Newstalk – October 19
This Saturday morning at 10:00 a.m., the city will rededicate the playground park at Otis Street. It will be renamed in memory of Deanna Cremin, who grew up in Winter Hill and was found murdered in 1995, at the age of 17. Her murderer has never been caught, but every year all her family and many friends still hold vigils in hopes that someday someone will offer a case-solving lead to the police. The park is just another opportunity to honor her life. Join Mayor Joe Curtatone, Alderman Matt McLaughlin, and other city officials at the corner of Otis and Dane Streets on Saturday.
Our View of the Times – October 19
Back in March of this year, a resolution was put forward at the City of Somerville Board of Aldermen’s regular meeting proposing that the city rename Otis St. Park to Deanna Cremin Playground, as a memorial to the Somerville resident who fell victim to murder 21 years ago.
Ward 1 Alderman Matthew McLaughlin sponsored the resolution, citing the fact that the park had only previously been named for a street running alongside the parcel, emphasized that renaming the public space in memory of Deanna Cremin would be a fitting honor to the victim of this yet-to-be-solved crime.
Lower speed limits can lead to a safer Somerville
By Joseph A. Curtatone
Soon you should see signs popping up around Somerville announcing that the citywide speed limit is 25 mph, unless otherwise posted. We are working to drop the speed limit from 30 to 25 on most roads for one simple reason: Because the data show that slowing down saves lives.
Open Letter to Governor Baker
Dear Governor Baker,
I can’t believe you would even think about decreasing our PNA (Personal Needs Allowance.)
Too many Nursing Homes and Rest Home Residents. We don’t have enough to allow us to live our lives.
Now we merely sub-exist on hope, that’s all we have, $72.80 does not allow much. An increase to $100 a month is a necessity, not merely a dream. You must have elderly relatives. How do they survive? I’m sure you give to them help: what about us? We are deserving. We did all the right things. Many of us even voted for you.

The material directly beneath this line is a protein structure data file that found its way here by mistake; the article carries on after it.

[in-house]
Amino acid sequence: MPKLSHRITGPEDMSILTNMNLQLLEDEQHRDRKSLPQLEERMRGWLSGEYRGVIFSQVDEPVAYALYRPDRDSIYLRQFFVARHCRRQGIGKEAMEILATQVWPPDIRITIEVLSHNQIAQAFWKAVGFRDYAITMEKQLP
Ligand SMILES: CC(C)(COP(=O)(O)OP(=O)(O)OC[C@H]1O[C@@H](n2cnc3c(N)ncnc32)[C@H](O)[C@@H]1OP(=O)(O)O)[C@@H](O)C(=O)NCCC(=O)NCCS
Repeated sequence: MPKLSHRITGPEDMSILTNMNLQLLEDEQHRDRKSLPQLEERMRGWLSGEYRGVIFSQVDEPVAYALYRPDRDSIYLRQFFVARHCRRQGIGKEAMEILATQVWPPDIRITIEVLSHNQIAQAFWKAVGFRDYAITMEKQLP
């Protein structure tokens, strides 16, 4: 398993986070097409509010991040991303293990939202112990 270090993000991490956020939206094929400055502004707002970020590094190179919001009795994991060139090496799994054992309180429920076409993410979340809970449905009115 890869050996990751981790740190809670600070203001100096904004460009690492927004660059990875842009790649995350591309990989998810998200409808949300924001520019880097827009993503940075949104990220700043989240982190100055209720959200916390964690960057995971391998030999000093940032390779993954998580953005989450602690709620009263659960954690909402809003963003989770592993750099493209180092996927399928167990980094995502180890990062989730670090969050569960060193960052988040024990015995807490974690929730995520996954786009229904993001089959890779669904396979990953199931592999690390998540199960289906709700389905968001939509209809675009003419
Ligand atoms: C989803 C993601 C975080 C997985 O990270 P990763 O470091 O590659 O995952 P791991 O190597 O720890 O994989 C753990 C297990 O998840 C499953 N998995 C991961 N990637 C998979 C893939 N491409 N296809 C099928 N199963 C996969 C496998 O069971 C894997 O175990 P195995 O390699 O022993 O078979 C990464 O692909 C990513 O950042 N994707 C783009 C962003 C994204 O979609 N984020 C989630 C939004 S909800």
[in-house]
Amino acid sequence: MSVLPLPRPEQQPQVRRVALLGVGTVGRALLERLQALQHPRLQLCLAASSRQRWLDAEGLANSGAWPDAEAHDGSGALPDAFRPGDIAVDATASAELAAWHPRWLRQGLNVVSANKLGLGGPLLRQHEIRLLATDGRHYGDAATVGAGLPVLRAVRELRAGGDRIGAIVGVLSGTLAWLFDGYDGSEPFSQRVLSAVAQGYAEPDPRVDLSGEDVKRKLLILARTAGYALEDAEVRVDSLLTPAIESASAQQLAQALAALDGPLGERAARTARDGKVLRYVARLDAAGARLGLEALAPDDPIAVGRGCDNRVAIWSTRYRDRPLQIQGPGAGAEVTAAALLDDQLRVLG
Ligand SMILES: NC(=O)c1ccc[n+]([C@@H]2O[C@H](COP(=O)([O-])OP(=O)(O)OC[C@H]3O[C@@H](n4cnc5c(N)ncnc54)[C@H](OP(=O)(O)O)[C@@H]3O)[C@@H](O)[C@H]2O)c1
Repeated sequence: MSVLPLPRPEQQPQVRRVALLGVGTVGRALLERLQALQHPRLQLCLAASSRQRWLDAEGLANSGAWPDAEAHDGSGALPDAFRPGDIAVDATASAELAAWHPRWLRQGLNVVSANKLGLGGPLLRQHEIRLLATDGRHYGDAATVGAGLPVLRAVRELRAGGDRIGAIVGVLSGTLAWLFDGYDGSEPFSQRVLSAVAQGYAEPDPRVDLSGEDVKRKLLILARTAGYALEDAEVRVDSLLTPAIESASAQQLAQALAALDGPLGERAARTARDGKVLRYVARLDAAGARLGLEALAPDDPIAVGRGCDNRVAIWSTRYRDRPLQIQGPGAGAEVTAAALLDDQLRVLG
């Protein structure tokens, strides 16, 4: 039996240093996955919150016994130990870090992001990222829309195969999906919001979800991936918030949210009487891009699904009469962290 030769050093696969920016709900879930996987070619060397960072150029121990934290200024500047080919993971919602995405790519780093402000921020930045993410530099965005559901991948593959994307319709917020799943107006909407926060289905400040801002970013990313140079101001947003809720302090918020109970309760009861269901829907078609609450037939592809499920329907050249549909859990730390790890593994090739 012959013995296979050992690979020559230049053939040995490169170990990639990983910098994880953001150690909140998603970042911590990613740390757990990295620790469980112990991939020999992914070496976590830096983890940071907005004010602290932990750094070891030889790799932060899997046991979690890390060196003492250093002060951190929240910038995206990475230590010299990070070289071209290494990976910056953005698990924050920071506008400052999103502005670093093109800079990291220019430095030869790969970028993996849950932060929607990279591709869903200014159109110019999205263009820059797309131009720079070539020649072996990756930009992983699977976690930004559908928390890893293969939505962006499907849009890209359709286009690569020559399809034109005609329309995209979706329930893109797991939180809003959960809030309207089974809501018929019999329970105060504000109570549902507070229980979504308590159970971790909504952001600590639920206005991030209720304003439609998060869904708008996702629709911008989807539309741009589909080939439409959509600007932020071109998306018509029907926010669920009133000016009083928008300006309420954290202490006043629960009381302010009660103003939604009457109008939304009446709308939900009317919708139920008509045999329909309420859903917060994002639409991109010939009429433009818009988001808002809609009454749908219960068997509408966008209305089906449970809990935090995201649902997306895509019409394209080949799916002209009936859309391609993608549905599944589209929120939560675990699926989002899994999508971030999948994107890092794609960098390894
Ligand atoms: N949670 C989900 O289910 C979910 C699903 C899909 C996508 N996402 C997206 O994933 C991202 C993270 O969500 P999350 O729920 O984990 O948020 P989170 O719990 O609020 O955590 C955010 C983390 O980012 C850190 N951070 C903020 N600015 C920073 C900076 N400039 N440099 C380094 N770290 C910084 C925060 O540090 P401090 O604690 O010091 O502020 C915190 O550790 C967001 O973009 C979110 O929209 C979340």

Letter to the Editor – October 22
The ABC’s of Question 2: The Charter School Debate
On November 8th, voters across Massachusetts will vote on whether to raise the cap on charter schools.
A “yes” vote supports this proposal to authorize up to 12 new charter schools or enrollment expansions in existing charter schools by the state Board of Elementary and Secondary Education per year.
Letter to the Editor – October 19
Accountability needed in zoning process
By Union United
(The opinions and views expressed in the commentaries and letters to the Editor of The Somerville Times belong solely to the authors and do not reflect the views or opinions of The Somerville Times, its staff or publishers)
This week, the Planning Board and Board of Aldermen will hold a public hearing on a new zoning proposal for Union Square. This proposal would make it easier for US2 to get special permits to proceed, while failing to assure that the important aspirations expressed in the Union Square neighborhood plan will ever be implemented.
Newstalk – October 12
This Saturday, October 15 from 9:00 a.m. to 3:00 p.m., it’s Open House here in Somerville with the local Masonic Lodge here in the city, King Solomon’s Lodge AF & A.M. at 125 Highland Avenue (rear up the driveway to the right of the building) doors will be open for residents to come and tour and ask questions about the Masons, the lodge and the building they occupy. King Solomon’s Lodge was chartered September 5, 1783, just two days after the American Revolution ended. Their charter was signed by Paul Revere and they owned and built the original Bunker Hill Monument in Charlestown. They even have on display the actual documents conveying the land to the Masonic Lodge in Charlestown. Officers and members will be present and light refreshments will be served.
Our View of the Times – October 12
It is an undeniable fact that the City of Somerville draws in an unusually large amount of musical talent within its relatively small confines.
Whether it be homegrown or imported, we have at our fingertips an incredibly diverse and nearly exhaustive supply of mellifluous entertainment to keep us amused and amazed as we watch it pass through our community.